Emil du Bois-Reymond

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Emil du Bois-Reymond
Dubua-Reymon.jpg
Born(1818-11-07)7 November 1818
Died26 December 1896(1896-12-26) (aged 78)
Berlin, Germany
NationalityGerman
Alma materUniversity of Berlin
Known forNerve action potential
Spouse(s)Jeannette du Bois-Reymond, née Claude
Children9
Scientific career
Fields
Doctoral advisorJohannes Müller
Other academic advisorsKarl Bogislaus Reichert, Heinrich Wilhelm Dove, Gustav Magnus
Notable studentsWilliam James
InfluencesLucretius, Comte
InfluencedEduard Hitzig, Julius Bernstein

Emil Heinrich du Bois-Reymond (7 November 1818 – 26 December 1896) was a German physician and physiologist, the co-discoverer of nerve action potential, and the developer of experimental electrophysiology.

Life[edit]

Du Bois-Reymond was born in Berlin and spent his working life there. One of his younger brothers was the mathematician Paul du Bois-Reymond (1831–1889). His father was from Neuchâtel, and his mother was a Berliner of Huguenot origin.[1][2]

Educated first at the French College in Berlin, du Bois-Reymond enrolled in the University of Berlin in 1838. He seems to have been uncertain at first as to the topic of his studies, for he was a student of the renowned ecclesiastical historian August Neander, and dallied with geology and physics, but eventually began to study medicine with such zeal and success as to attract the notice of Johannes Peter Müller (1801–1858), a well-known professor of anatomy and physiology.[1]

Müller's earlier studies had been distinctly physiological, but his preferences caused him later to study comparative anatomy. He had, about the time when the young du Bois-Reymond came to his lectures, published his Elements of Physiology, in which the following statement occurs:[3]

"Though there appears to be something in the phenomena of living beings which cannot be explained by ordinary mechanical, physical or chemical laws, much may be so explained, and we may without fear push these explanations as far as we can, so long as we keep to the solid ground of observation and experiment."

During 1840 Müller made du Bois-Reymond his assistant in physiology, and as the beginning of an inquiry gave him a copy of the essay which the Italian Carlo Matteucci had just published on the electric phenomena of animals.[4][5] This determined the work of du Bois-Reymond's life. He chose as the subject of his graduation thesis Electric fishes, and so commenced a long series of investigations on bioelectricity. The results of these inquiries were made known partly in papers communicated to scientific journals, but also and chiefly by his work Investigations of Animal Electricity, the first part of which was published in 1848, the last in 1884.[3]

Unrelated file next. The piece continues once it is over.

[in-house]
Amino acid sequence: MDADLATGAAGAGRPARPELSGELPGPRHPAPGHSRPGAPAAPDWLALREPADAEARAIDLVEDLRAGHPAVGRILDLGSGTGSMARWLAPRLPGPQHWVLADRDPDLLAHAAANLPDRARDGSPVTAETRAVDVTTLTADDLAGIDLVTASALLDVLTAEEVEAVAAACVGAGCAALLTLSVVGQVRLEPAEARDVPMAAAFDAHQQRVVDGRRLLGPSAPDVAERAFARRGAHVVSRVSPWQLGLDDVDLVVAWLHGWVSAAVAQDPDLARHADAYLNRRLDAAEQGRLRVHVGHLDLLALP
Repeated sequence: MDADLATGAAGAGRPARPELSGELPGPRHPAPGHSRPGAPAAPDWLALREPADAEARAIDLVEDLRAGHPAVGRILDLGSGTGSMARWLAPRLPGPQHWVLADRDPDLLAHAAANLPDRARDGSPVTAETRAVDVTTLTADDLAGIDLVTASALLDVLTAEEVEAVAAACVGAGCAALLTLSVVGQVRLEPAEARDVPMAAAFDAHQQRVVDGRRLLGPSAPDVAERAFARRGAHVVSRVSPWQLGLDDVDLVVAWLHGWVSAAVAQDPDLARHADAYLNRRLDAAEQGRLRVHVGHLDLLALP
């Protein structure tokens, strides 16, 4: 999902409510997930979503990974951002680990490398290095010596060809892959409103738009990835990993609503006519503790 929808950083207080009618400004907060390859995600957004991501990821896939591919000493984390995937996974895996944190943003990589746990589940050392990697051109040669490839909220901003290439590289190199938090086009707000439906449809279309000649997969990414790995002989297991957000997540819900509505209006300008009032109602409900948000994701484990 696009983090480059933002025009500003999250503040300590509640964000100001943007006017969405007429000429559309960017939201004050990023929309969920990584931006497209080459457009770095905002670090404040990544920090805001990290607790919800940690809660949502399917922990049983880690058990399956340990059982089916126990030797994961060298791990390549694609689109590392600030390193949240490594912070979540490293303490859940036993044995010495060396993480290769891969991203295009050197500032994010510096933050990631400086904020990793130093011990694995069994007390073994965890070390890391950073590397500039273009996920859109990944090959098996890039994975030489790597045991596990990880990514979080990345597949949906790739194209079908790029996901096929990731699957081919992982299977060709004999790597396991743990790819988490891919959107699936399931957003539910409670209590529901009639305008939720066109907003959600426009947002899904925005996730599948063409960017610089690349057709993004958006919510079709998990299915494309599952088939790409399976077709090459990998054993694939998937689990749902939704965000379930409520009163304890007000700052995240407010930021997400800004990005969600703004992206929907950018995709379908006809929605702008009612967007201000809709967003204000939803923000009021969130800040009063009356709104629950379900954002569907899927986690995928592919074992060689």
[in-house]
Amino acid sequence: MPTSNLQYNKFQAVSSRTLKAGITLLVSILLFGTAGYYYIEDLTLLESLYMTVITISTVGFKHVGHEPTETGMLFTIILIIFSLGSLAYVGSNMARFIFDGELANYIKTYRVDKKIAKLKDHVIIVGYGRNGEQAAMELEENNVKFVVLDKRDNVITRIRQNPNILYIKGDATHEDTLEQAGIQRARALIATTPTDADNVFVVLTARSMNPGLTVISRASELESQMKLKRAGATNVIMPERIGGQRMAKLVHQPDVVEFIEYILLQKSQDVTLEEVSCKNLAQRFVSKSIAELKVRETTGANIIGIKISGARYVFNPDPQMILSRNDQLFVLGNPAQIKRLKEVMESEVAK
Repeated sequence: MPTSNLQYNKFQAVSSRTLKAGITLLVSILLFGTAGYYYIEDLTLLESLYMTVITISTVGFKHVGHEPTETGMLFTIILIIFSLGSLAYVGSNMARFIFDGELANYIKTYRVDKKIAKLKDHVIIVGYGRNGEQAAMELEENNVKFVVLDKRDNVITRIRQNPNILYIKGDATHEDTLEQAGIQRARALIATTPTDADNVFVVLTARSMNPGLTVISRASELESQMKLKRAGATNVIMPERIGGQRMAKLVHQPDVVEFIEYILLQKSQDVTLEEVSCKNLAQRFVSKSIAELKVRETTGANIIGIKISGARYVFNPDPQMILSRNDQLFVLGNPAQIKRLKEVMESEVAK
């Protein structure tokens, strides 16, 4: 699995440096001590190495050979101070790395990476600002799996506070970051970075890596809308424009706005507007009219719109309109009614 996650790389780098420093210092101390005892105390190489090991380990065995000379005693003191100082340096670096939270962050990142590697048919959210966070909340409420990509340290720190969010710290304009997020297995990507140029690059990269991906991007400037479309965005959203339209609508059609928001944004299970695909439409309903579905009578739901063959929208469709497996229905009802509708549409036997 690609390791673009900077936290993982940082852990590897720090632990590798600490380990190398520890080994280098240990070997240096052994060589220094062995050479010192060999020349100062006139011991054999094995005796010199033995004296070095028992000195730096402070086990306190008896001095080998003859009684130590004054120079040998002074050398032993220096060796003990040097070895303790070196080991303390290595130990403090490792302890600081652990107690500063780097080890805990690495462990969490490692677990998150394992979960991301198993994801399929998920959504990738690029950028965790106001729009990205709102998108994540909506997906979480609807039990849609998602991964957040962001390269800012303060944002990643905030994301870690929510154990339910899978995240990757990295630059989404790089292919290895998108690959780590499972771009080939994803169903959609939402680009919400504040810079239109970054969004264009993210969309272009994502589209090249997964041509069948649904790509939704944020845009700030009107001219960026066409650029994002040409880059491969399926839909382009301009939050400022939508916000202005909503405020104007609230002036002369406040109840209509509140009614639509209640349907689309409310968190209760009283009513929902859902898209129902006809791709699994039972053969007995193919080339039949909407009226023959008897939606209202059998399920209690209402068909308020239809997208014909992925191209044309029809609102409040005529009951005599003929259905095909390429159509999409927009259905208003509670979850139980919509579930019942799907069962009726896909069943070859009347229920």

Concerning his religious opinions, du Bois-Reymond was an atheist or at best agnostic.[6]

Works[edit]

Emil du Bois-Reymond c. 1870

Investigations of Animal Electricity may be seen in two ways. On the one hand, it is a record of the exact determination and approximative analysis of the electric phenomena presented by living beings. Viewed from this standpoint, it represents a significant advance in biological knowledge. Du Bois-Reymond built up this branch of science, by inventing or improving methods, by devising new instruments of observation, or by adapting old ones. On the other hand, the volumes in question contain an exposition of a theory of bioelectricity. In them Du Bois-Reymond put forward a general conception that a living tissue, such as muscle, might be regarded as composed of a number of electric molecules, and that the electric behavior of the muscle was the product of these elementary units.[3] We now know that these are sodium, potassium and other ions, the gradients of which are responsible for maintaining membrane potentials in excitable cells.[citation needed]

His theory was soon criticized by several contemporary physiologists, such as Ludimar Hermann, who maintained that intact living tissue, such as muscle, does not generate electric currents unless it has suffered injury.[7] The subsequent controversy was ultimately resolved in 1902 by du Bois-Reymond's student Julius Bernstein, who incorporated parts of both theories into an ionic model of action potential.[8][9] Thus, du Bois-Reymond's work mainly concerned animal electricity, although he made other physiological inquiries — such as could be studied by physical methods — concerning the phenomena of diffusion, the muscular production of lactic acid, and the development of shocks by electric fishes.

Du Bois-Reymond exerted great influence as a teacher.[10] In 1858, upon the death of Johannes Müller, the professorship of anatomy and physiology at the University of Berlin was divided into a professorship of human and comparative anatomy, which was given to Karl Bogislaus Reichert (1811–1883), and a professorship of physiology, which was given to du Bois-Reymond. This he held until his death, performing research for many years without adequate accommodation. In 1877, the Prussian government granted his wish and provided the university with a modern physiological laboratory.